Assessment of Real-World Use of Behavioral Health Mobile Applications by a Novel Stickiness Metric | Psychiatry and Behavioral Health | JAMA Network Open | JAMA Network
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Table 1.  The 10 Most Downloaded Mobile Behavioral Health Applications on the Apple App Store and Google Play Marketplaces
The 10 Most Downloaded Mobile Behavioral Health Applications on the Apple App Store and Google Play Marketplaces
Table 2.  The 10 Stickiest Mobile Behavioral Health Applications on the Apple App Store and Google Play Marketplaces
The 10 Stickiest Mobile Behavioral Health Applications on the Apple App Store and Google Play Marketplaces
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    Research Letter
    August 3, 2020

    Assessment of Real-World Use of Behavioral Health Mobile Applications by a Novel Stickiness Metric

    Author Affiliations
    • 1Department of Psychiatry and Behavioral Sciences, University of Washington School of Medicine, Seattle
    • 2Department of Neurology, University of Washington School of Medicine, Seattle
    • 3Perelman School of Medicine, Department of Psychiatry, University of Pennsylvania, Philadelphia
    JAMA Netw Open. 2020;3(8):e2011978. doi:10.1001/jamanetworkopen.2020.11978

    Digital health treatments for individuals with behavioral health problems are increasing rapidly in number.1,2 Studies to date have demonstrated that longitudinal patient engagement is challenging,3,4 making it unlikely for most applications (hereafter, apps) to effect real-world change. In this cross-sectional study, we describe usage patterns of popular mobile behavioral health apps and identify characteristics of those that are most continually accessed (also known as the stickiest),5 with the aim of informing future research on behavioral health app engagement.


    This cross-sectional study was granted exemption from review and informed consent by the University of Washington institutional review board as it did not involve human participants. The study follows the Strengthening the Reporting of Observational Studies in Epidemiology (STROBE) reporting guideline for cross-sectional studies.

    This study builds on a previously published study1 that curated a sample of apps listed on 5 online rating frameworks, including 201 apps from iOS (Apple) and 152 apps from Google Play (Alphabet), excluding those (1) not designed to treat a behavioral health disorder or (2) not promoting a specific behavioral health treatment or technique. Download and utilization data for all apps were procured between September 21 and October 21, 2018, from Priori Data, a mobile app market research firm.1 For this analysis, we applied additional selection criteria excluding apps with (1) availability restricted to 1 of the 2 leading marketplaces (either Apple iOS or Google Play), (2) fewer than 10 000 total global downloads since first tracked on Priori Data, or (3) fewer than 1000 total global monthly active users over the 30 days preceding data acquisition.

    We specify a novel stickiness metric derived from the quotient of 2 of our app parameters: monthly active users and total downloads. This metric, termed number of monthly active users per normalized total downloads, estimates the number of active app users per normalized download, with a higher number indicating greater stickiness. Of note, total download figures were normalized at the month level to account for variation in the lengths of time that apps have been available on the marketplaces. Additionally, the total download and stickiness metric values for each app across both marketplaces were summed to create composite values. Calculations were conducted using Excel version 16.36 (Microsoft). Data were analyzed from November 2019 to May 2020.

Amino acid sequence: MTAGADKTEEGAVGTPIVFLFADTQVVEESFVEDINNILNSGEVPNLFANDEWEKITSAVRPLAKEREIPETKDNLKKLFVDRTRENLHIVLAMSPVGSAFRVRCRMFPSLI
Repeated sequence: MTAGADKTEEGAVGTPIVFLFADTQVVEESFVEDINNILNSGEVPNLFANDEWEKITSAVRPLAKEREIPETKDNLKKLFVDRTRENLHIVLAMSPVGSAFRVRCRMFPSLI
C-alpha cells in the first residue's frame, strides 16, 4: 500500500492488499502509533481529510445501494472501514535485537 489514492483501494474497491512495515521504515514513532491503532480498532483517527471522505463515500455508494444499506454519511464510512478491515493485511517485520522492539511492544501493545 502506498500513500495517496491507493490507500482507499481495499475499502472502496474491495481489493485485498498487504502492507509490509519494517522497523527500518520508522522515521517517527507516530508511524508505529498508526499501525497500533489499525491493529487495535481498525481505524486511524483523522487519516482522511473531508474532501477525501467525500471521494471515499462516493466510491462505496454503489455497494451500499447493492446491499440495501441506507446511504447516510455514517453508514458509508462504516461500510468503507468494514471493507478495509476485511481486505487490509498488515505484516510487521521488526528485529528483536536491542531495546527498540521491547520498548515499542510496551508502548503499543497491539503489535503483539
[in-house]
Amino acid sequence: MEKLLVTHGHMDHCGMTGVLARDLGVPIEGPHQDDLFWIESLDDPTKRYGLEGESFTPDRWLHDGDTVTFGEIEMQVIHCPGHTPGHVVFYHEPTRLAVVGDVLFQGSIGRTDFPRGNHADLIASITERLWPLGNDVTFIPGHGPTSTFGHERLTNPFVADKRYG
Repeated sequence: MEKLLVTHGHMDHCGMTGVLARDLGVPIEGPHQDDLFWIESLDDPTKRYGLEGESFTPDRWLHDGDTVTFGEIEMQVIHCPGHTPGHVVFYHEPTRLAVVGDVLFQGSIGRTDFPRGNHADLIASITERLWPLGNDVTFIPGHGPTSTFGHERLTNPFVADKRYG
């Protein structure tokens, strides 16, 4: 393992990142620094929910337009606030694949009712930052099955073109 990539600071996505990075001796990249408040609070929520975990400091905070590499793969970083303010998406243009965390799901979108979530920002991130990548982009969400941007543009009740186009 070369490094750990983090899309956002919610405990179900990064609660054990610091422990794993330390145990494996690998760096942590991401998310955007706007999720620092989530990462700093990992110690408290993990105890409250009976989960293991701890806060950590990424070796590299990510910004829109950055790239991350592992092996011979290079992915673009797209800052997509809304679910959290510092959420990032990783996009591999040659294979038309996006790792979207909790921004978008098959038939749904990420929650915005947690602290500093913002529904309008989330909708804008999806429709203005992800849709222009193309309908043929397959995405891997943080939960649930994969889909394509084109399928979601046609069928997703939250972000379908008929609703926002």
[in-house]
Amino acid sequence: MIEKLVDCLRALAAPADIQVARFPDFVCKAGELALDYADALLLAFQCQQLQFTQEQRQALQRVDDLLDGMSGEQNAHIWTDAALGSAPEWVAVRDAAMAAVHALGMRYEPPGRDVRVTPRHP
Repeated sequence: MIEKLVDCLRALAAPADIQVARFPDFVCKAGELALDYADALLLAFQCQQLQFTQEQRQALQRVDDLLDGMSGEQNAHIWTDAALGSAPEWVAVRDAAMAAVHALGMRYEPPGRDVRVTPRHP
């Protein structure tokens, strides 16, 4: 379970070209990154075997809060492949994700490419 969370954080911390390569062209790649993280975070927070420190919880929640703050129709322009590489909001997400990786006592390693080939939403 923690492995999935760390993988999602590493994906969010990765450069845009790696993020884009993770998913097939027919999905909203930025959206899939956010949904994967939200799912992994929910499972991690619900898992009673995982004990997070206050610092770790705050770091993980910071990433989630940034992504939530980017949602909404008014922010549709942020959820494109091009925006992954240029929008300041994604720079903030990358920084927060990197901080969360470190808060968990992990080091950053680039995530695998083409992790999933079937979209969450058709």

A total of 46 apps met inclusion criteria for this analysis. Total downloads and stickiness metric values for the 10 most downloaded apps1 are shown in Table 1. All of the 10 most downloaded apps were from private developers; 6 were for meditation (Headspace; Calm; Relax Meditation P; Insight Timer; Stop, Breathe & Think; and Sanvello for Stress & Anxiety), 2 focused on cognitive training (Peak and Lumosity), and none were developed for specific behavioral health conditions. Among the 46 included apps, the median (range) stickiness score was 1.76 (0.26-9.87) and the mean (SD) stickiness score was 2.23 (1.84). Only 3 of the 10 most downloaded apps had stickiness metric scores above the mean (Lumosity: stickiness score, 2.63; Headspace: stickiness score, 3.18; Relax Meditation P: stickiness score, 2.48). Table 2 shows the total downloads and stickiness metric values for the 10 stickiest apps, only 2 of which were ranked in the top half with regard to total downloads (Smiling Mind: 2.2 million total downloads; stickiness score, 3.44; Headspace: 26 million total downloads; stickiness score, 3.18). Among the top 10 stickiest apps, 9 were from private developers (CogniFit, Muse, Stop Smoking in 2 Hours, Daybreak, Youper, PanicShield, Smiling Mind, Relax and Sleep Well, and Headspace), 3 targeted alcohol or cigarette use (My QuitBuddy, Stop Smoking in 2 Hours, and Daybreak), 2 included cognitive behavioral therapy skills (Youper and PanicShield), and 5 focused on meditation (Muse, Youper, Smiling Mind, Relax and Sleep Well Hypnosis, and Headspace).